Dancing Relationship to Self, Other Nature and Technology

The Dance Seen

Tearing down after a show is a favourite tradition of mine. This weekend I caught up with Jacinte Armstrong and Kathleen Doherty to help with rolling up the marley flooring at DANSpace. They were a little tired but clearly exuberant about this past weekend’s Kinetic Studio Showing.

The result of bringing dancers from across Canada to show their ideas and open a window to what’s beyond our city is truly exciting. Not being able to make it out to the show was a disappointment as I wasn’t feeling well. However, I did catch what I could from the Live Streaming service that Kinetic tried for the first time on Saturday.

Molly JohnsonKathleen Doherty
Molly Johnson

I asked Jacinte what she thought and she was very excited about this new technology however expressed concern about potential debate that could arise. First off, being there in person is without hesitation, the best way to see a show. Besides technical issues that can and often do occur with this type of live streaming there are countless other pitfalls such as not being present to mingle with the crowd, missing the nuances of the performers’ facial expressions and there is definitely something to be said about feeling the real energy a person exudes when in performance. However, for those whom have relatives living away Dustin Harvey’s contribution with xosecret by way of live streaming is a great way to connect with people living abroad and give them a piece of the performance. Our relationship to technology is really becoming more of a dependence than a convenience, and can often times get in the way of our real life relationships.

Which brings me to the show. One of the singular most prominent themes you will see in dance, is relationship. Through dance we explore our relationship to self, other, community and nature. The diversity of the programming allowed Saturday’s live and streaming audience to consider all of these avenues.

Molly Johnson started off the evening with her tale of solitude. What it means be alone in a world full of others. Returning from Toronto and originating from Cape Breton she has various perspectives to draw from. Her performance had already began as people filed in. The packed house was offered moments of curiosity, surprise and quietude during this introspective journey.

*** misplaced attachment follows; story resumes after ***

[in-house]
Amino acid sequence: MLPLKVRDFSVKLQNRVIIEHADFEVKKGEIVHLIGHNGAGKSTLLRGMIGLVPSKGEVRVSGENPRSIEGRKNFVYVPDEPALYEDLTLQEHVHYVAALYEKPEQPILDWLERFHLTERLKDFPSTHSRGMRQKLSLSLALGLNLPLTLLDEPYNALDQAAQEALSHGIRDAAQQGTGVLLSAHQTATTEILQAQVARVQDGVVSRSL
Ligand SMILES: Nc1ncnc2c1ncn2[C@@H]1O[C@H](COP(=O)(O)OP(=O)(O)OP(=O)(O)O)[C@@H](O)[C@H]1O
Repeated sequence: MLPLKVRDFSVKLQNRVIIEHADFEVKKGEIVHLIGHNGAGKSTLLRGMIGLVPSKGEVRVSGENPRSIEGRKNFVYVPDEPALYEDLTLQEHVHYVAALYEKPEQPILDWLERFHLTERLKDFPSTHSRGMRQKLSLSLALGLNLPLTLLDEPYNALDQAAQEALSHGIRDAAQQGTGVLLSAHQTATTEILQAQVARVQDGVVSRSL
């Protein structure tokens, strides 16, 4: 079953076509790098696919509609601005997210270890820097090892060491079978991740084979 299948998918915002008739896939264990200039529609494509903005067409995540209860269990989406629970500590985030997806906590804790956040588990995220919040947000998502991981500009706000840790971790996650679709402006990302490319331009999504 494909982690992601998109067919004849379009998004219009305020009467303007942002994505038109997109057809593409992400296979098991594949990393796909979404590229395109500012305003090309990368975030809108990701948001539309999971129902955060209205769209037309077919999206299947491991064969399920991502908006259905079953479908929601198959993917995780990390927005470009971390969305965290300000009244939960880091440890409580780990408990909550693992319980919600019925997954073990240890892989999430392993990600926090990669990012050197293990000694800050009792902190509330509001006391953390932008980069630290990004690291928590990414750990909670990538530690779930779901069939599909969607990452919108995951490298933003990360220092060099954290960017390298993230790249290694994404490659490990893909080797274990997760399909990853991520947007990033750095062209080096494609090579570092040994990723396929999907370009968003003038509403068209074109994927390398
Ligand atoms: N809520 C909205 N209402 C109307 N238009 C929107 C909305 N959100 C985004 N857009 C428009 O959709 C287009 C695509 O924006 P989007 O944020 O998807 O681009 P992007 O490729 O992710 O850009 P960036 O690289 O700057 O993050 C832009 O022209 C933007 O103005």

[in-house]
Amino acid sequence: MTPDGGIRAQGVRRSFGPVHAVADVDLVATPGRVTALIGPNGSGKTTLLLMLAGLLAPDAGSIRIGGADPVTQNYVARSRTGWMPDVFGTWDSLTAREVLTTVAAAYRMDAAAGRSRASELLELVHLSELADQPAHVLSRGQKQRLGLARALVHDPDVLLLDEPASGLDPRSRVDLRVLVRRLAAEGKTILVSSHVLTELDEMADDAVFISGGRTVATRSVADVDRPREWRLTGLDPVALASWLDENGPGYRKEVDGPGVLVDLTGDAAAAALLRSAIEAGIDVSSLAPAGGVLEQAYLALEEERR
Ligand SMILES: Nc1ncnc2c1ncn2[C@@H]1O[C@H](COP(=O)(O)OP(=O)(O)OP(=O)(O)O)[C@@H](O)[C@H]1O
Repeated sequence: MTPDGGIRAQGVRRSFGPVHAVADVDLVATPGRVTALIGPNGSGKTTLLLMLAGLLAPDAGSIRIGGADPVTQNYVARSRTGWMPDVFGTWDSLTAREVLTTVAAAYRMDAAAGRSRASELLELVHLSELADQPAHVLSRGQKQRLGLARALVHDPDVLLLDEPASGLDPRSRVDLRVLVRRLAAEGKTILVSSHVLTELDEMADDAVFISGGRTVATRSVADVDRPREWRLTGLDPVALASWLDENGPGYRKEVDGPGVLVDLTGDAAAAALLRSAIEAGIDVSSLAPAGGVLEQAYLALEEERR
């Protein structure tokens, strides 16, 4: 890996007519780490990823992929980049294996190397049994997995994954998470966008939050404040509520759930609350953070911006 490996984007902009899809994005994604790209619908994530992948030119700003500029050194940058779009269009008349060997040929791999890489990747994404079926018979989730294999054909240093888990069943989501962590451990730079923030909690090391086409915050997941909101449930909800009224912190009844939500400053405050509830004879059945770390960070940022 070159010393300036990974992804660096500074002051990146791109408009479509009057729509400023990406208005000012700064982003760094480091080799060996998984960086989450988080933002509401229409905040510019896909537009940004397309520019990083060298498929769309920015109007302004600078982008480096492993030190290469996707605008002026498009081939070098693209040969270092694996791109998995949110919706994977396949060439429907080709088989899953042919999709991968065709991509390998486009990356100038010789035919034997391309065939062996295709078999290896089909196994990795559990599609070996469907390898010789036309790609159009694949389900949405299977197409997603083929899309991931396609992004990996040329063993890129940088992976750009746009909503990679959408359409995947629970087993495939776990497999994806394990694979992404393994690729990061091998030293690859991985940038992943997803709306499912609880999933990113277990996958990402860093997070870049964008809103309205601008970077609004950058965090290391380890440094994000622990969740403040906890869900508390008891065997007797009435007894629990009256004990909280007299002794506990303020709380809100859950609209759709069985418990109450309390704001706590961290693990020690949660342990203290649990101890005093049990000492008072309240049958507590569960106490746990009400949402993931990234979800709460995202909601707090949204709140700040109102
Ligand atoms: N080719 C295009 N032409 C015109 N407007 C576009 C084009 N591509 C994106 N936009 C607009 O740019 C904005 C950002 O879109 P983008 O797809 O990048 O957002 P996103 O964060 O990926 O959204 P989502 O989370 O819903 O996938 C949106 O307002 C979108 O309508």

Don Rieder performed next, beginning with a gestural movement sequence into a tale of a Nova Scotian community and a grieving woman having lost her love at sea. He switches from one character to the next, seamlessly stitching together a tale of love, loss and support. It is quite a talent to convey relationship between not just two people but a whole community though story telling voice and gesture. His movements reflected his tale: illustrating his story beautifully.

Michele Slattery partnered with Laura Battcock to delve into their relationship to the natural world with Michele’s choreography inspired by a canoe trip they took in Labrador. Slattery began onstage alone, slowly building a pallet of choreography. She made her way upstage where Laura entered and their duet became reminiscent of a rolling river, the dynamics changing from smooth and calm to tumbling and rough. The toll nature can take on someone’s physicality (especially battling a wild river in a canoe) is great however the benefit to the psyche was clear in this piece. The beautiful blue skirts added grace to their movement as they tumbled and suspended through the space together.

Chloe Hart and Aliah Schwartz brought us a comedic take on relationship from Montreal. The use of props helped set the scene where two people are in the midst of dilemma between “aggression and compassion”. Reminding me of the days of roommates with blow dryers, blenders and all around annoying behaviours bringing out the worst in each character; this piece was light hearted and punchy.

I hope if you were there in person you had the chance to congratulate the performers on their thought provoking performances. With a little nod to technology this past weekend, Kinetic Studio will continue to experiment with the possibilities Live Streaming provides.

Their next Open Studio Series will be held February 27&28 2016. I hope you will join us for another evening of thoughtful and questioning dance.